Most often, if I’m thinking about grace I’m thinking about the grace that was or, the grace that is. The “grace that was” was the grace that took an enemy of God and invited him to be a child of God . . . the grace that called a deaf man to hear the Savior’s invitation . . . the grace that led a blind man to see, by faith, the Lord of Light. It’s the amazing grace we sing about that “saved a wretch like me.” The “grace that is” is the grace that is sufficient for the here and now. It is the grace sufficient for my weaknesses . . . the grace poured out to cover my waywardness . . . the abundant grace flowing as living water so that, when even in a dry land, my thirst is satisfied in His wonderfulness. Yup . . . when I think of grace, I most often go to what was and what is. This morning I’m reminded of the grace that will be.
Likewise, husbands, live with your wives in an understanding way, showing honor to the woman as the weaker vessel, since they are heirs with you of the grace of life, so that your prayers may not be hindered. (1Peter 3:7 ESV)
Peter’s writing to “the elect exiles” . . . to believers who have been scattered abroad due to religious persecution . . . people on the lam because they are followers of the Lamb. The pressure has been turned up on these Christians and so, Peter writes to them to remind them of their future . . . of their hope . . . of their inheritance . . . and of their calling as God’s holy people. And he also gives them some pretty practical counsel and encouragement about maintaining godly relationships. Where there’s persecution there’s stress . . . and where there’s stress, there’s a natural temptation for people to turn on other people . . . even people they love.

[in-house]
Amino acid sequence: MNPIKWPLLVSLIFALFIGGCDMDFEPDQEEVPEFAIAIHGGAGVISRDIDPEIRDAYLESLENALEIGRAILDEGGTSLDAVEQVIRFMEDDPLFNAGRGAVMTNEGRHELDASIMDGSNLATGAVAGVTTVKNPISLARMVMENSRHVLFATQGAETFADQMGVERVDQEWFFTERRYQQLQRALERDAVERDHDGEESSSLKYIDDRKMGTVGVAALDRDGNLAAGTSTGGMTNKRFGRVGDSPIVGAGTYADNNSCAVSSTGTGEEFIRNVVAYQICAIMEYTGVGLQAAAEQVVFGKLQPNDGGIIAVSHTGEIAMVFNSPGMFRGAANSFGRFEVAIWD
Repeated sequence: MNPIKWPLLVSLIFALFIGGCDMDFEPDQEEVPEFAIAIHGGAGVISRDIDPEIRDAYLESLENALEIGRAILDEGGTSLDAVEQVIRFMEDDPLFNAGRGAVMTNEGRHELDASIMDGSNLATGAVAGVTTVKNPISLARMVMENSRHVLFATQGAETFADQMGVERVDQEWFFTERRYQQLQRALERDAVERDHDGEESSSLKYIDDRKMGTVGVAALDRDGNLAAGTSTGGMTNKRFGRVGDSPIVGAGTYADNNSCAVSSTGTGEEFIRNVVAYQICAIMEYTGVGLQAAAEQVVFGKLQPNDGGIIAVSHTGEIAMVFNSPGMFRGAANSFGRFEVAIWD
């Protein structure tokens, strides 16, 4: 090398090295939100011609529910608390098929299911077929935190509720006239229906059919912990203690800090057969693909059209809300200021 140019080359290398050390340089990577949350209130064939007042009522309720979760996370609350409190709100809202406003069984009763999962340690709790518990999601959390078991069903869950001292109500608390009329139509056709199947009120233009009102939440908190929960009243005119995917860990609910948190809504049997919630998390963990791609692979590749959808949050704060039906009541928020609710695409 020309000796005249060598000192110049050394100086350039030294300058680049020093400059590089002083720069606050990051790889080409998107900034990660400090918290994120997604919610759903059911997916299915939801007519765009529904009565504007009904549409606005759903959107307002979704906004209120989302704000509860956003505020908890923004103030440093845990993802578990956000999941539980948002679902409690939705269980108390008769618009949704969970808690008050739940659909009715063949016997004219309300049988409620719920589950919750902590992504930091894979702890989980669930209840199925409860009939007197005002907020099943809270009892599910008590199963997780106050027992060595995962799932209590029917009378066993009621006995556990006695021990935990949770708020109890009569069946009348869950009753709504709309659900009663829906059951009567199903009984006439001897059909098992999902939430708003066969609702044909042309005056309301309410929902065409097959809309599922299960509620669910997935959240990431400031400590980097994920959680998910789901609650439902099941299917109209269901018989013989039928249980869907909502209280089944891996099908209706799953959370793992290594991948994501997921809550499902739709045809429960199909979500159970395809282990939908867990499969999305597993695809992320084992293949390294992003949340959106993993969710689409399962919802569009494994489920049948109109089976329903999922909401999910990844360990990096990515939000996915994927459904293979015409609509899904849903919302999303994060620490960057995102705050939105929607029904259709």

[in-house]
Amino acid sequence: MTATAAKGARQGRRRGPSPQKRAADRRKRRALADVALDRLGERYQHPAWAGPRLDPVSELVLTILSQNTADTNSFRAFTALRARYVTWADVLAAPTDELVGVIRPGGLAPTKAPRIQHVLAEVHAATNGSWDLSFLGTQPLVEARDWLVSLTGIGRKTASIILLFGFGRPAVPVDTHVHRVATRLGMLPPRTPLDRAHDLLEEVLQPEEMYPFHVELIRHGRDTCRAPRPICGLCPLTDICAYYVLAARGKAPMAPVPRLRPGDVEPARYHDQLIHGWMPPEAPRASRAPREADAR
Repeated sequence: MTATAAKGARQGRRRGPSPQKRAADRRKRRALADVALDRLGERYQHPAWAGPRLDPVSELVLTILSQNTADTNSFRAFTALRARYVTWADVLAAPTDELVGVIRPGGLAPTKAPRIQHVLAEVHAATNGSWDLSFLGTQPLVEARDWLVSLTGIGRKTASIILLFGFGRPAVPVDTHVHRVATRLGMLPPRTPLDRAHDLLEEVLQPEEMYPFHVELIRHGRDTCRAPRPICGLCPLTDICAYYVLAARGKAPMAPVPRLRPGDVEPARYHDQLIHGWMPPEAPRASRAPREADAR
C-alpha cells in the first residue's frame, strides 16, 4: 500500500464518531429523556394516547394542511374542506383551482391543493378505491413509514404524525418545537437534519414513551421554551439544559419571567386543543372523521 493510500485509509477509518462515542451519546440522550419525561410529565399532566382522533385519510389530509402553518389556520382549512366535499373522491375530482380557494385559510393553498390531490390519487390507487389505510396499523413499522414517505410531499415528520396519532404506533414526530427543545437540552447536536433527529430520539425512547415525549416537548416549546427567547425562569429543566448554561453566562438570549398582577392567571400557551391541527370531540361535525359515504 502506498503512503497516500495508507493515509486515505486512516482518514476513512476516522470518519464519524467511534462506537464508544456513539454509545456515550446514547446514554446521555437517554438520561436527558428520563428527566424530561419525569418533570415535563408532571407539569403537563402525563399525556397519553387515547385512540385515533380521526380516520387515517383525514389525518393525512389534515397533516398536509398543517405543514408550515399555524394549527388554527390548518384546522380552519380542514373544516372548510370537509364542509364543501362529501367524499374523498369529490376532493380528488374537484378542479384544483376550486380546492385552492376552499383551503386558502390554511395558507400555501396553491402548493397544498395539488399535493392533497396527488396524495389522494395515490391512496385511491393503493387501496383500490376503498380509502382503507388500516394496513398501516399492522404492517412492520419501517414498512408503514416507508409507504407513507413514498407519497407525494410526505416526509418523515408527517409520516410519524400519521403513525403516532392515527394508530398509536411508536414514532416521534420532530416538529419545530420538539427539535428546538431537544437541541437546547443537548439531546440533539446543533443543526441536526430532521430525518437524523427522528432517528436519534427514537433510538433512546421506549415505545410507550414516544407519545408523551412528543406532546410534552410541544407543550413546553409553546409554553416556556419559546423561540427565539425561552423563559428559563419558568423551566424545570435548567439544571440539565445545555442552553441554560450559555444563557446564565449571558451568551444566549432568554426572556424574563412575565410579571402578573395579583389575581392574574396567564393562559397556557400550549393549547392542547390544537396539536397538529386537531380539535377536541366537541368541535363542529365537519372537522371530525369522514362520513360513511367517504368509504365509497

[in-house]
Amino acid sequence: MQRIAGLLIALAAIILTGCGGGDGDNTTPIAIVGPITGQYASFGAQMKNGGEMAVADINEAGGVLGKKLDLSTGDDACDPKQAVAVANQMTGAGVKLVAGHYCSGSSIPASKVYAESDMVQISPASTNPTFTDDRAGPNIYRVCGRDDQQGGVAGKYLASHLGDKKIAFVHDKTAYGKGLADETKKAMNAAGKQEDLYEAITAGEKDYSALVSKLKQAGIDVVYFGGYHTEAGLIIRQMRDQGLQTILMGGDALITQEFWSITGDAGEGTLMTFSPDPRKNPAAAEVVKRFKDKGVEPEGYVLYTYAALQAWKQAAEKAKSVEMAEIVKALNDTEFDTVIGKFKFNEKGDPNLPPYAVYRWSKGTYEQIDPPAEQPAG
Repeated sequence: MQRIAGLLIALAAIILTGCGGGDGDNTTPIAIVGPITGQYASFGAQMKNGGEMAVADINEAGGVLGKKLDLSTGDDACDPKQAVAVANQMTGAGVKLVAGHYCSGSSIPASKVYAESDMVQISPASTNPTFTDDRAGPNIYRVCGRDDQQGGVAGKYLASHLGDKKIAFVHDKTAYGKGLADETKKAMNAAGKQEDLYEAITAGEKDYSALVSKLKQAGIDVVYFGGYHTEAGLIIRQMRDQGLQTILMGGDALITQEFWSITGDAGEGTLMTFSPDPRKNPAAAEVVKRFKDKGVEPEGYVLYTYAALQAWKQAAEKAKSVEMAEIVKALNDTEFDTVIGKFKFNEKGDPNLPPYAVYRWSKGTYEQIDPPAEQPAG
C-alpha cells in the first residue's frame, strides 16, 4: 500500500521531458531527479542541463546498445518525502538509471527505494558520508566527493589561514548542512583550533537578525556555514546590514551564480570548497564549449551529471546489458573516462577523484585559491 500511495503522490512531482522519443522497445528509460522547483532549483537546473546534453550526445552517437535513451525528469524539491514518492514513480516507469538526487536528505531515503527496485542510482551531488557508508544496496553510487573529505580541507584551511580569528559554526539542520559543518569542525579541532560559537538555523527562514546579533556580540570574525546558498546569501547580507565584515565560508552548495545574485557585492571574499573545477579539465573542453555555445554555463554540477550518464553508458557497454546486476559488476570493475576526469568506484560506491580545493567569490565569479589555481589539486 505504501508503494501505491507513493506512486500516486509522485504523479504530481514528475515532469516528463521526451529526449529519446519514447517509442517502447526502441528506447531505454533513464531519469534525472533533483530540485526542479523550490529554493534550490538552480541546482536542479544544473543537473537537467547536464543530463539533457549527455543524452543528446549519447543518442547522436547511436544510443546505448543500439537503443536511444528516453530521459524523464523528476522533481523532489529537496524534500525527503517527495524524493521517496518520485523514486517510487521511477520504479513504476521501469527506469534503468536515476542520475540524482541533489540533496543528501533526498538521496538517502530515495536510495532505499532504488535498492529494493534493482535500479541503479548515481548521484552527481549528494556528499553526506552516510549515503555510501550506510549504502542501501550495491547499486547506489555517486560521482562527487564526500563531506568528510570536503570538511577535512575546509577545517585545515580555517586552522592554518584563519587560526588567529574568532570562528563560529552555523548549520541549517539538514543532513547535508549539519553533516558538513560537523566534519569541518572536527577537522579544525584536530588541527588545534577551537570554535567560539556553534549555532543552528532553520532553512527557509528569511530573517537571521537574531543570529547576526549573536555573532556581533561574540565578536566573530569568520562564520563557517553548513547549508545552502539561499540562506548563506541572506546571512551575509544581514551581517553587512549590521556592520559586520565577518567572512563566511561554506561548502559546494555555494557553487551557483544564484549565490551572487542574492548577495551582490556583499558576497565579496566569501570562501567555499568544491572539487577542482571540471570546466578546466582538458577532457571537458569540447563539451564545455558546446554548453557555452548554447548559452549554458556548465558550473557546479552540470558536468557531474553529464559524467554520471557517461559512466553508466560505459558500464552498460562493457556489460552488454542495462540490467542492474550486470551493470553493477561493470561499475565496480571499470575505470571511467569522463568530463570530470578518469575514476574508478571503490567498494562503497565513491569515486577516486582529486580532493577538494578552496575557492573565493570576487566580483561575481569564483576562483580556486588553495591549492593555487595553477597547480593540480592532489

And it’s while I’m reading the exhortation to husbands and wives about the secret of keeping it together in their exile-fueled pressure cooker of a life, that I’m reminded of the grace that will be.
Though the Christian husband and wife have different roles in their marriage . . . though they bring different constitutions to their relationship . . . on the most foundational of levels they share the same standing . . . they are joint heirs of the grace of life. They are equal partners in the things that encompass salvation in that they have both known the grace that saves. There is no difference in the Spirit that seals them both and allows them both to abundantly receive the grace that sustains. And, as I’m reminded this morning, they are heirs together of the grace that will be . . . the grace of life.
It’s the only time you find the phrase, grace of life, in the Bible. The main point of the verse is husbands treating their wives in a way that shows honor, a way that demonstrates the high esteem she has in his eyes . . . just as she has been highly valued through the price paid for her soul, the precious blood of the Son of God. But while the main point is the husband’s deference to his wife, the standing they share that demands such honoring treatment is the grace of life.
And I think, because it’s referred to as an inheritance, that the grace of life is the grace to come. Peter has already written of their inheritance which is “imperishable, undefiled, and unfading, kept in heaven for you” (1:4). And he has already encouraged them to view their current situation in light of that future reality, “preparing your minds for action, and being sober-minded, set your hope fully on the grace that will be brought to you at the revelation of Jesus Christ” (1:13). And it is that “grace that will be brought to you” which is the “grace of life.” The inheritance shared by a believing man and his believing wife. That future focus which should act as a current catalyst for the love and respect that is to be present in a Christian home.
The grace of life should compel me to live a life of grace . . . starting at home and extending to all relationships. The grace of life is the grace that will be . . . the grace that “brought me safe thus far” and, the grace that will “lead will me home.”
To Him be all glory for the grace of life.